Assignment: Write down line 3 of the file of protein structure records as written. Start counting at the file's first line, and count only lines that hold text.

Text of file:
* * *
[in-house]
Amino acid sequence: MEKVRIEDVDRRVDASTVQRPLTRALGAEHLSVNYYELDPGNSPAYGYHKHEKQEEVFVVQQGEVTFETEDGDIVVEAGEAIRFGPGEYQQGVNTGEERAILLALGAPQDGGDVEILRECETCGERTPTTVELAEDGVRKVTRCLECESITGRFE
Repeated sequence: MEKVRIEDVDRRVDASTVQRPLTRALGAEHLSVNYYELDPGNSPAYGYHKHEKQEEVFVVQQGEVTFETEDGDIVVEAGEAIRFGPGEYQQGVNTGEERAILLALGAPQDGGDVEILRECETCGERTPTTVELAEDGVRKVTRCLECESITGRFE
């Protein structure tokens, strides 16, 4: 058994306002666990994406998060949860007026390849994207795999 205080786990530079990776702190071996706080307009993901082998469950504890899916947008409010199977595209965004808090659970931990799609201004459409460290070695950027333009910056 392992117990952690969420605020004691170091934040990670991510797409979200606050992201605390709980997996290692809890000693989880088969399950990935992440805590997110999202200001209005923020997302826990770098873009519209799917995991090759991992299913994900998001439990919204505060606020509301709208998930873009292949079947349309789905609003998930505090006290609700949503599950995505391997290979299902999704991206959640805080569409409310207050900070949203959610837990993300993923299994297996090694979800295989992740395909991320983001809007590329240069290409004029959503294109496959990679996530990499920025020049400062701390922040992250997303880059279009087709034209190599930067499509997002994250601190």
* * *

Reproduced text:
Repeated sequence: MEKVRIEDVDRRVDASTVQRPLTRALGAEHLSVNYYELDPGNSPAYGYHKHEKQEEVFVVQQGEVTFETEDGDIVVEAGEAIRFGPGEYQQGVNTGEERAILLALGAPQDGGDVEILRECETCGERTPTTVELAEDGVRKVTRCLECESITGRFE